1. Migrate Your Brand to an MTP
The first step is to migrate your brand to an MTP. Move beyond the traditional mission statement to one that is massive and transformative.
2. Join Communities With Likeminded Organizations
Find communities that represent the values of your organization and align with your MTP. Join those communities — or create them.
3. Partner With Disruptors
Your competition in today’s world will not come from other big companies — it will come from 2 guys in a garage leveraging exponential technologies. Find the disruptors in your community. Then partner with them, learn from them, invest in them, or acquire them.
4. Shed Or Leverage Your Legacy Approaches
Startups can operate with no marginal cost of supply and no marginal cost of demand. How will you compete? Navigating your current approaches to staffing and strategy and adapting them to accommodate changing technologies is critical.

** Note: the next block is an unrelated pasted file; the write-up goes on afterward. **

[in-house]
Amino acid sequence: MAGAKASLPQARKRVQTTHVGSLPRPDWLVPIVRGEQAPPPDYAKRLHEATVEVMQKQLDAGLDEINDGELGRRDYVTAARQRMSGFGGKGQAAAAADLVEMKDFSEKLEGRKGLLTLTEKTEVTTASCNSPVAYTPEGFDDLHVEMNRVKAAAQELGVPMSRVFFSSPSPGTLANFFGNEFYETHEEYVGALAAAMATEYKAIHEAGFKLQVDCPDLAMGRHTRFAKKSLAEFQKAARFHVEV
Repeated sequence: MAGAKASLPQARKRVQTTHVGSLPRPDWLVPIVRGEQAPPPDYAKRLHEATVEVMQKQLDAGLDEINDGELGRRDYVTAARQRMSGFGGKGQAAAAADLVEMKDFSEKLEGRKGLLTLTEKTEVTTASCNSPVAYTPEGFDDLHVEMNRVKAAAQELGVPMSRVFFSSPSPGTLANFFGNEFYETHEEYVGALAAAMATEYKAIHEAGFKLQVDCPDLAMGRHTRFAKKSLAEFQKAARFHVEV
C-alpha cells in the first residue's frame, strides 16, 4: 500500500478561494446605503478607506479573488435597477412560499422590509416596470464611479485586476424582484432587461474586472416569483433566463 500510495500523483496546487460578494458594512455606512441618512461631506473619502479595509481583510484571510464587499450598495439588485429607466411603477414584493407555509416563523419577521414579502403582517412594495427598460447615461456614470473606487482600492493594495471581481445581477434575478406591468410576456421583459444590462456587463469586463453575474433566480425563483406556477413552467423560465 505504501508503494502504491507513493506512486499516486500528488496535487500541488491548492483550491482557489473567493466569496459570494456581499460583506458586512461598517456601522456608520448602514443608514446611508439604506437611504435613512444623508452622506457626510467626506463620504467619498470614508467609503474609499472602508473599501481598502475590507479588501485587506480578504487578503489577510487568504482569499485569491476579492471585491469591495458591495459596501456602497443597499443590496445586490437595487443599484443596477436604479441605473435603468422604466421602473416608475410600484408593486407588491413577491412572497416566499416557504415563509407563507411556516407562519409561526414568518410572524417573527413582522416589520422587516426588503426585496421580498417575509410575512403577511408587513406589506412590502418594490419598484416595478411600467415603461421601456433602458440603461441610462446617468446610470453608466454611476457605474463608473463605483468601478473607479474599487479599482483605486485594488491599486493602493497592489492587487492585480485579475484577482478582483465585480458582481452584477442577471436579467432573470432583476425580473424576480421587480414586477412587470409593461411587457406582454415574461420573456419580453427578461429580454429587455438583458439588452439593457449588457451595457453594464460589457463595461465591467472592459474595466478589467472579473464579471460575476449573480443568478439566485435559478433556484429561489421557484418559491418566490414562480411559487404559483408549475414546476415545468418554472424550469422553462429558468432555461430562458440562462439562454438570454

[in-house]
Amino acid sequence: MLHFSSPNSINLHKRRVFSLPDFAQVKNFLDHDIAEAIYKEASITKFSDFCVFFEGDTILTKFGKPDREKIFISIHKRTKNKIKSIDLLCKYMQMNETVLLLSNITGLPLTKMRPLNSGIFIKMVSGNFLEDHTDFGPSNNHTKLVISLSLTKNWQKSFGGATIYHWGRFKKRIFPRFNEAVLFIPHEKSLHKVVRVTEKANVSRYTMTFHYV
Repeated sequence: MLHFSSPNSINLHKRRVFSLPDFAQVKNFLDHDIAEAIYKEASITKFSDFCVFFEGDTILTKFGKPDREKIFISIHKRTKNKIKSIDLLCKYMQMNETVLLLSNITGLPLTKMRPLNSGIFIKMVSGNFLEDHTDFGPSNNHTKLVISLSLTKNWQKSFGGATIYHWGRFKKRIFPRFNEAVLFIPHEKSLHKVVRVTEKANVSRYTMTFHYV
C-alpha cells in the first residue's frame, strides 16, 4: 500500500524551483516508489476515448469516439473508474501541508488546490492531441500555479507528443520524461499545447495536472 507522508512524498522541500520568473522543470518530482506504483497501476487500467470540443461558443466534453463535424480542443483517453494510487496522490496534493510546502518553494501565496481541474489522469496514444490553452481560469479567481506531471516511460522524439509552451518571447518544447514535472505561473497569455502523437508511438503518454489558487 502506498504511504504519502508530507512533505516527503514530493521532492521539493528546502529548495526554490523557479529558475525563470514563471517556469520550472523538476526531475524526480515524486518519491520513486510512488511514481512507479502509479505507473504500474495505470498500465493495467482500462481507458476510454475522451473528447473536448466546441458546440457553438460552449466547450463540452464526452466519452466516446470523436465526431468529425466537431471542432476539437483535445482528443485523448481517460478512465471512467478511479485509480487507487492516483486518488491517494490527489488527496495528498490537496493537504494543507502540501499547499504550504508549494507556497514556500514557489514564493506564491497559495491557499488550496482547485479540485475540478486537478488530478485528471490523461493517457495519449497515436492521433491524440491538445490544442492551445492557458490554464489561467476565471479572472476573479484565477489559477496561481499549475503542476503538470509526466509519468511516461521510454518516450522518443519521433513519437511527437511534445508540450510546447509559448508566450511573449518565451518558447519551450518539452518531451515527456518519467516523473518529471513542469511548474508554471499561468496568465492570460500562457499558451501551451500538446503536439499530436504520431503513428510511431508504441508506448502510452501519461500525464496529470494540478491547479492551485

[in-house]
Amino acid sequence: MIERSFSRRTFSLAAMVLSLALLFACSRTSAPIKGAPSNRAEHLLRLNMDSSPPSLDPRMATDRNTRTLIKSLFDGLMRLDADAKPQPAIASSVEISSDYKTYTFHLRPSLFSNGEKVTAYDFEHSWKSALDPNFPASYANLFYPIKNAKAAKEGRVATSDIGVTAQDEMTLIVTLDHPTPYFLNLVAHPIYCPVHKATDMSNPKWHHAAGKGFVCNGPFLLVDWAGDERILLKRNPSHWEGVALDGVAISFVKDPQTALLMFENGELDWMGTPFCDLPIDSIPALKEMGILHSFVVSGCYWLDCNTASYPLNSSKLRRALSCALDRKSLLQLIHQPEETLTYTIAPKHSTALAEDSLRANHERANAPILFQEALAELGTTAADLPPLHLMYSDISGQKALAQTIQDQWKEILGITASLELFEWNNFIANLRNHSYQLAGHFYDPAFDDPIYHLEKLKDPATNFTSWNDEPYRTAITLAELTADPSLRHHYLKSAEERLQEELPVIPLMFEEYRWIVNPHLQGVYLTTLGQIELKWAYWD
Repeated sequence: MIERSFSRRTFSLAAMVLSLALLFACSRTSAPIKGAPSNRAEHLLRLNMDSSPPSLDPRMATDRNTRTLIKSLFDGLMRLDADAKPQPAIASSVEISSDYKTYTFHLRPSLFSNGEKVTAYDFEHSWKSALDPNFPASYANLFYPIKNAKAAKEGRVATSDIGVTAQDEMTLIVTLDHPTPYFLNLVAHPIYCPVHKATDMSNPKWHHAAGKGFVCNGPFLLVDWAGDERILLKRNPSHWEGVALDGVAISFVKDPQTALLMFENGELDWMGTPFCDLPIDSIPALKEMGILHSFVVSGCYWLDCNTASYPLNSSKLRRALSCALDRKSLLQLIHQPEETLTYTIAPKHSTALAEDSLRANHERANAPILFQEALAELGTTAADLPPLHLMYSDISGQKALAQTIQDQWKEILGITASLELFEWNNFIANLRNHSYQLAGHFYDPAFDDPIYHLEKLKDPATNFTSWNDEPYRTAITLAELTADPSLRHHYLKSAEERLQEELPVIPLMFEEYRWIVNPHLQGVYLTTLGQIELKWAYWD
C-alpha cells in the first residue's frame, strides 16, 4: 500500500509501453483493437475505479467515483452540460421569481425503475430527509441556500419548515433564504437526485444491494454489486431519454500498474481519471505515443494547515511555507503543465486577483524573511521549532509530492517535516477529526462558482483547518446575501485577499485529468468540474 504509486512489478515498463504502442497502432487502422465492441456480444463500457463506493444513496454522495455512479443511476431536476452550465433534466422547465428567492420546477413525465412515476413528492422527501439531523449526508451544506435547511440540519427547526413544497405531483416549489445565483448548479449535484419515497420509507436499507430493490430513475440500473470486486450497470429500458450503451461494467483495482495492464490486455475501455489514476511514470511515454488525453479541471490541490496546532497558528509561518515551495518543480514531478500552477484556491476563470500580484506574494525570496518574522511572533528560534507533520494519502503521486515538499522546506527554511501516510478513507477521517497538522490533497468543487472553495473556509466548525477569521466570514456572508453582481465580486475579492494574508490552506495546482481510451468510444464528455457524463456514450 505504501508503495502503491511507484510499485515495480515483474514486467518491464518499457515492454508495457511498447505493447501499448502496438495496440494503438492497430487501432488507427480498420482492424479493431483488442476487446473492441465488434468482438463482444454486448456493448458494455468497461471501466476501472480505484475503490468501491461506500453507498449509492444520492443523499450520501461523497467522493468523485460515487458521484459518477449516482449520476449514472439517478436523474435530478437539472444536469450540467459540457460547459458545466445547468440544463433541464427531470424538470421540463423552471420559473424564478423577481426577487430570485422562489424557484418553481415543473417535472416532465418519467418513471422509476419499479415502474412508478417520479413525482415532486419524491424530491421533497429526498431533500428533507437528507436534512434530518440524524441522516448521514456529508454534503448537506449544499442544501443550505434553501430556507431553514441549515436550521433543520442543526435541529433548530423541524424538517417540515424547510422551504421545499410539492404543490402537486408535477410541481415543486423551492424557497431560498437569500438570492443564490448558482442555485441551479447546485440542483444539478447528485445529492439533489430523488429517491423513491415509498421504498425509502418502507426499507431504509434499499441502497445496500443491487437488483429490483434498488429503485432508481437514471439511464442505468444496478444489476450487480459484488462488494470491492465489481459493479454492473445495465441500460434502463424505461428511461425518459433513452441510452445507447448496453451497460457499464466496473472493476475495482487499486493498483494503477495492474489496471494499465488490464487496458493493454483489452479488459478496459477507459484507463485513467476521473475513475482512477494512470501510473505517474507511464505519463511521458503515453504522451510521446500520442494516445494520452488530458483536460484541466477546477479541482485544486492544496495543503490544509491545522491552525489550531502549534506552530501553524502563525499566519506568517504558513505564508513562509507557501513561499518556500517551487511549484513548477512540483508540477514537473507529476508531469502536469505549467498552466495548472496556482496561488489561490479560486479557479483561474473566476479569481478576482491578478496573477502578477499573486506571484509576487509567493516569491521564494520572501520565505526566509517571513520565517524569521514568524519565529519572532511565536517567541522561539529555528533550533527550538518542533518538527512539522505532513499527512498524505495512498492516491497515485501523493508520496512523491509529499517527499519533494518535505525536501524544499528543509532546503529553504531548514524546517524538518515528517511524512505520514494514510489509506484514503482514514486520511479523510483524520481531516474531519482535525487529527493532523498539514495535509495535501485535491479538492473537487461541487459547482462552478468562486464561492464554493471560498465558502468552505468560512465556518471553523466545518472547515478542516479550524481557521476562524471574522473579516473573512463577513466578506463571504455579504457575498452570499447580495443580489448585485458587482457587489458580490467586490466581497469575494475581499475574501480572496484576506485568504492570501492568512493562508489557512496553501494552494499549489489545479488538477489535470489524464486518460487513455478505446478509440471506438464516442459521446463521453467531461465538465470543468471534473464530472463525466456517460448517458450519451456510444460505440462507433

5. Implement Information-Based Tools
ExOs leverage information-based products. Think about how you can take your existing set of products and services and either information-enable them or create a new line of products that capitalize on the use of information.
6. Look Outside Your Company
Peter Diamandis, our co-founder at Singularity University and a key adviser in writing Exponential Organizations, said, “If you’re relying on innovation solely from inside your company, you’re dead.” Today there’s too much happening outside of your organization to ignore it, so consider the innovation of your communities.
7. Ditch Your 5-Year Plan
Corporate 5-year plans are linear plans, not exponential plans. Think about morphing into an MTP, and then add a 1-year operating plan with fast-moving dashboards to give quick feedback about results.
8. Consider New-Technology Products and Services